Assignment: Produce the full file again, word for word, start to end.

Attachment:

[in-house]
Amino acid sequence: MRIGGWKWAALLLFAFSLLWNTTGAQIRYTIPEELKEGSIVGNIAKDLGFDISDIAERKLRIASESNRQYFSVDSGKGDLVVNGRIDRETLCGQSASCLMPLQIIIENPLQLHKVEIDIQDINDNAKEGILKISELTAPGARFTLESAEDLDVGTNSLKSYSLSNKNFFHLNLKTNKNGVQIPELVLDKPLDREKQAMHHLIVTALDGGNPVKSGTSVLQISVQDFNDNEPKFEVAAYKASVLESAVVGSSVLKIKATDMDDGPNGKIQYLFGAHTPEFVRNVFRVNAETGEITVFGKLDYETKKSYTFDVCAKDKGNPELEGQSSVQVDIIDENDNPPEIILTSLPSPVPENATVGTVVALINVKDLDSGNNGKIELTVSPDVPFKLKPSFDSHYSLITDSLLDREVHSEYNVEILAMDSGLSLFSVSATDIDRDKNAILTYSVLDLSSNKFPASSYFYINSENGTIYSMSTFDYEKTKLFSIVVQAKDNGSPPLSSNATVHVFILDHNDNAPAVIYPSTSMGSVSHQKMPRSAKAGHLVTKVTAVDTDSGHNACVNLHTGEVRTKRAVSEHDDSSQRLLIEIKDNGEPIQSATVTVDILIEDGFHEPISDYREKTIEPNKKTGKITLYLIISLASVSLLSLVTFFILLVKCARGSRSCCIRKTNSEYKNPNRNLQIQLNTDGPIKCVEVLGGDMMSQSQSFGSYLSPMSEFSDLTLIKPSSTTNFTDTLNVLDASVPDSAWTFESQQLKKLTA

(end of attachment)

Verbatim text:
[in-house]
Amino acid sequence: MRIGGWKWAALLLFAFSLLWNTTGAQIRYTIPEELKEGSIVGNIAKDLGFDISDIAERKLRIASESNRQYFSVDSGKGDLVVNGRIDRETLCGQSASCLMPLQIIIENPLQLHKVEIDIQDINDNAKEGILKISELTAPGARFTLESAEDLDVGTNSLKSYSLSNKNFFHLNLKTNKNGVQIPELVLDKPLDREKQAMHHLIVTALDGGNPVKSGTSVLQISVQDFNDNEPKFEVAAYKASVLESAVVGSSVLKIKATDMDDGPNGKIQYLFGAHTPEFVRNVFRVNAETGEITVFGKLDYETKKSYTFDVCAKDKGNPELEGQSSVQVDIIDENDNPPEIILTSLPSPVPENATVGTVVALINVKDLDSGNNGKIELTVSPDVPFKLKPSFDSHYSLITDSLLDREVHSEYNVEILAMDSGLSLFSVSATDIDRDKNAILTYSVLDLSSNKFPASSYFYINSENGTIYSMSTFDYEKTKLFSIVVQAKDNGSPPLSSNATVHVFILDHNDNAPAVIYPSTSMGSVSHQKMPRSAKAGHLVTKVTAVDTDSGHNACVNLHTGEVRTKRAVSEHDDSSQRLLIEIKDNGEPIQSATVTVDILIEDGFHEPISDYREKTIEPNKKTGKITLYLIISLASVSLLSLVTFFILLVKCARGSRSCCIRKTNSEYKNPNRNLQIQLNTDGPIKCVEVLGGDMMSQSQSFGSYLSPMSEFSDLTLIKPSSTTNFTDTLNVLDASVPDSAWTFESQQLKKLTA